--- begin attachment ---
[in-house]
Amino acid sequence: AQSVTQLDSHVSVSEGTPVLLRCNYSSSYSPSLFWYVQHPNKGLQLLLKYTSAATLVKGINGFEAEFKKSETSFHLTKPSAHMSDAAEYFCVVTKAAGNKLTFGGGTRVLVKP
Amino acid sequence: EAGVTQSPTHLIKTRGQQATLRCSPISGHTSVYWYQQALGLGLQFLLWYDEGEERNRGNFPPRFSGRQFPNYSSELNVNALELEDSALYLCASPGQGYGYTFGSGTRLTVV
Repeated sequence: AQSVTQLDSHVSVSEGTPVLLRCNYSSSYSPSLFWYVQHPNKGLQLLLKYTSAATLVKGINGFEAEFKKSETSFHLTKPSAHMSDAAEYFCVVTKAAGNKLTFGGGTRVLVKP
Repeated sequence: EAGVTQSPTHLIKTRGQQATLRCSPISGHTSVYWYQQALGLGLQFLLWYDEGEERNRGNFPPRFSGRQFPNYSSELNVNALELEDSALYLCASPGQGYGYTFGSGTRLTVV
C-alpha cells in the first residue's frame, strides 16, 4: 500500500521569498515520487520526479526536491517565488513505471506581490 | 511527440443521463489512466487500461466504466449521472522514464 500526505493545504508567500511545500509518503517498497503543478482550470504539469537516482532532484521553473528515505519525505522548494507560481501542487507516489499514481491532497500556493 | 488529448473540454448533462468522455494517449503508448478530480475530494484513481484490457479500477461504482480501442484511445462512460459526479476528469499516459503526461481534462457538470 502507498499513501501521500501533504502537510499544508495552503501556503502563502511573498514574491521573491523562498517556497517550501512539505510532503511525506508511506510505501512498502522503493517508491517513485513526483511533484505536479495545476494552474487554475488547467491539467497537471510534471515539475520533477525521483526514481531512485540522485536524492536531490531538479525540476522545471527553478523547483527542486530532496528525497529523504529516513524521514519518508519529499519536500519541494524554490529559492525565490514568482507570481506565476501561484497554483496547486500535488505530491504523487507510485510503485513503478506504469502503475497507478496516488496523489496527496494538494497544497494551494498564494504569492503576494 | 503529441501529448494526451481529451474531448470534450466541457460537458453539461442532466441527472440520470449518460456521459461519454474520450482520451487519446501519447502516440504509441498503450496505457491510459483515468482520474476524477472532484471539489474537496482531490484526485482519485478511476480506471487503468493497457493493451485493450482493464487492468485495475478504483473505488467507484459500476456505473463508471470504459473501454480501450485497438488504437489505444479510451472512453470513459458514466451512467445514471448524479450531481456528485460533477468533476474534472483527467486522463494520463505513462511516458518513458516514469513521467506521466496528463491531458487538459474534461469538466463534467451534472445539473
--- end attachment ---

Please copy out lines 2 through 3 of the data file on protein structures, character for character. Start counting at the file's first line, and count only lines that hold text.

Amino acid sequence: AQSVTQLDSHVSVSEGTPVLLRCNYSSSYSPSLFWYVQHPNKGLQLLLKYTSAATLVKGINGFEAEFKKSETSFHLTKPSAHMSDAAEYFCVVTKAAGNKLTFGGGTRVLVKP
Amino acid sequence: EAGVTQSPTHLIKTRGQQATLRCSPISGHTSVYWYQQALGLGLQFLLWYDEGEERNRGNFPPRFSGRQFPNYSSELNVNALELEDSALYLCASPGQGYGYTFGSGTRLTVV